When it comes to durability, chemical industry and durability don’t go hand in hand. The first things that come to mind when talking about chemical industry are often smoking chimneys or hazardous substances. That can’t be durable, can it?
But that is exactly what the team at Brightlands Materials Center, an initiative of TNO and the Provence of Limburg, is concerned with. In an old building at Brightlands Chemelot Campus in Geleen, the R&D team is looking for ways to change applications of plastic. The goal: making the plastics industry more sustainable. Along with Peter Wolfs, Marnix van Gurp is the manager of this development center. As he walks through the outdated hallways, he shows all that is happening to ‘reinvent’ plastic. He and his team will soon move to a new building on the campus.
“We are really going to be in trouble when it comes to the recyclability of all those different materials.
That ‘reinvention’ is highly necessary, he finds, because the way it is going now can’t go on any longer. Van Gurp: “The range of different plastics is incredibly wide. There are dozens of sorts with additives for colour, strength and other user requirements. Plastic for inside, for outside. It shouldn’t catch fire or it has to be flexible, for each application, there’s a type of plastic. It’s everywhere; in bottles, toys, packaging and clothes. In this, we as a society have completely gone mad”, this visibly annoys Van Gurp. Gesticulating, he continues: “For years now, we have been looking for a solution for the increasing problem with plastics, so far with limited success. We are really going to be in trouble when it comes to the recyclability of all those different materials.”
The process can always be more sustainable
Not only the recycling of materials has priority according to van Gurp: “A lot of the plastic waste now ends up in the sea or it goes to an incinerator, which emits a lot of CO2. We are looking for circular solutions in which materials should leave the lowest possible footprint on the environment.”
At the Brightlands Materials Center, they are trying to reduce that footprint by working on lighter materials for the car industry. Van Gurp: “Electrical driving will be the norm in a couple of years. The heavyweight of cars makes them less economical. By making the materials that are processed in cars lighter, you automatically reduce the impact on the environment. The material should obviously be just as strong, if not stronger. But in that, we’re also looking at the process. Durability is also about producing locally and reducing waste. Or processing waste flows into new products.”
Brightlands Materials Center focuses on materials and solutions for three different themes and industries. Additive manufacturing, Lightweight Automotive and Sustainable Buildings. For this, they are working on several projects along with universities, knowledge institutions and companies. In the Lightweight Automotive program, it’s all about developing light materials that make sure that vehicles drive more economically. But also about better production methods in which less waste is produced and about materials that are designed in such a way that they are easier to reuse. In 2019, there will be a showcase in the new building where new techniques and materials can be seen.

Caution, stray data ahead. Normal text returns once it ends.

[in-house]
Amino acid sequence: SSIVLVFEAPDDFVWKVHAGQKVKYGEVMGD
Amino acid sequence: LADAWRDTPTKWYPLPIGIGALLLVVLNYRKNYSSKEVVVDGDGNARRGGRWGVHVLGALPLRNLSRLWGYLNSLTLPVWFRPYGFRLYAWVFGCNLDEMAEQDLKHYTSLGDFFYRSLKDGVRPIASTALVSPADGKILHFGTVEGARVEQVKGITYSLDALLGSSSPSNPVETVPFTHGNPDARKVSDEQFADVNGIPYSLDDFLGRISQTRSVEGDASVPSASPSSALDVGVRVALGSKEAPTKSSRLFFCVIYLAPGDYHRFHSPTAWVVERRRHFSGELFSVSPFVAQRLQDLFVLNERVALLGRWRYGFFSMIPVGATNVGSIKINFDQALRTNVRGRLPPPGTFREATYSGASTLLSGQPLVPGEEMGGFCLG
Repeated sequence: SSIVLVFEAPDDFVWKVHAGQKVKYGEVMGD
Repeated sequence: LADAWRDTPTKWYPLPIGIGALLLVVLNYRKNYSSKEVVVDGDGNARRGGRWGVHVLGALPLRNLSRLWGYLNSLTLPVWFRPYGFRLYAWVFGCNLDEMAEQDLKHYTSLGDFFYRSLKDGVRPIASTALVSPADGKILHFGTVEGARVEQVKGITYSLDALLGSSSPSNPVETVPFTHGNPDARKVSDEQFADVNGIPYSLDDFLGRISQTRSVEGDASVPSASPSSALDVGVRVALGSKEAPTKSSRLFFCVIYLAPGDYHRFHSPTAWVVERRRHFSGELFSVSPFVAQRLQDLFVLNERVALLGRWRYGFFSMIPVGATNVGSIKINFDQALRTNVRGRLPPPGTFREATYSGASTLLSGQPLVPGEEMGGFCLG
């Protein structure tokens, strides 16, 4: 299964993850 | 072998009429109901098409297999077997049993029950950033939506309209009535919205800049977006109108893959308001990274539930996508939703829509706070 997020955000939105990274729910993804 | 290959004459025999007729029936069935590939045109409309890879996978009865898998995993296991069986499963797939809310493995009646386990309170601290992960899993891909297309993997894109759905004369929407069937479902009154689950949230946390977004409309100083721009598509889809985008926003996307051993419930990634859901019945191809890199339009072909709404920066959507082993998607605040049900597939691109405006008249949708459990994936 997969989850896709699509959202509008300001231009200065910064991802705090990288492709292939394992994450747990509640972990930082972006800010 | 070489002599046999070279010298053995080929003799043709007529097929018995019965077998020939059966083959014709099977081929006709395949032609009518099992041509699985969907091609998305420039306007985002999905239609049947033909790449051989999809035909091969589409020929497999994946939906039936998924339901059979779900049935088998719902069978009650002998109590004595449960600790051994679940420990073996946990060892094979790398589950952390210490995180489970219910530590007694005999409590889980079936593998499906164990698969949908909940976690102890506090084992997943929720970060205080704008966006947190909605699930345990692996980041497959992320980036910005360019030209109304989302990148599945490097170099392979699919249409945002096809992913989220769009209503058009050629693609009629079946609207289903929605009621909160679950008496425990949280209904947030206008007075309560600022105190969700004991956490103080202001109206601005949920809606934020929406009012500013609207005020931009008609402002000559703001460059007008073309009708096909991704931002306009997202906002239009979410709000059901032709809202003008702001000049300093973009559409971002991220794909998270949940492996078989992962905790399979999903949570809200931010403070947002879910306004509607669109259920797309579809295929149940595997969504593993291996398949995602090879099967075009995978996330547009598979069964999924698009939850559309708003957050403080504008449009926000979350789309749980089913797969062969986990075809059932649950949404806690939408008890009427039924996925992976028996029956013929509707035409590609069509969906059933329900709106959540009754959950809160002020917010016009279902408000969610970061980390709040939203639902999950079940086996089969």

The car industry still uses a lot of materials which are difficult to recycle. In the testing ground Thermoplastics Composites, Brightlands Materials Center is working on materials that are more suitable for re-use, along with companies from the south of the Netherlands. The project is financed by Op-Zuid, the province of Limburg and the participating companies. Van Gurp: “A lot of composites are difficult to recycle, not only in the car industry. That also counts for fibreglass boats, hardened with synthetic resin, and the blades of windmills. Unlike composites, thermoplastics melt upon heating, which makes it easier to reuse them. The goal of the project is to replace metal in the car industry, but also to develop high-quality materials from residual materials.”
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Making carbon talk
Van Gurp puts on his safety goggles and walks into a testing room: “This is where we are figuring out how to use carbon – a composite made of carbon fibers and plastic – in a 3D printer. What is needed to make this material strong and light?” In the room, a student from the Technical University of Eindhoven is working with 3D print fibres. Van Gurp: “Carbon racing bikes are often luxury products for which people pay a lot of money. The material is very strong in the sense that it can have a lot of force, but when you fall with such a bike it easily breaks or cracks can appear in the carbon.”
“Nowadays, an aeroplane stays on the ground for 2 to 3 months after a hailstorm. It would be ideal if the material would indicate where the problem is through sensoring.
Along with a number of students of the TU/e and own researchers, they are looking for a way to make carbon composites ‘talk’. Van Gurp: “Not all of the damage can immediately be seen after a fall. The bike is then thrown away, out of precaution. Such a waste. By processing sensors into a composite, the material can indicate how much force is on it. This enables you to set a warning for when it is time to have your bike checked.”
At this moment, such an application in consumer products is way too expensive, but Van Gurp sees more short-term possibilities in other applications: aeroplanes. “Nowadays, an aeroplane stays on the ground for 2 to 3 months after a hailstorm. Because you can’t always see the damage, everything is carefully checked. That takes a lot of time and money. It would be ideal if the material would ‘indicate’ where the problem is through sensoring.”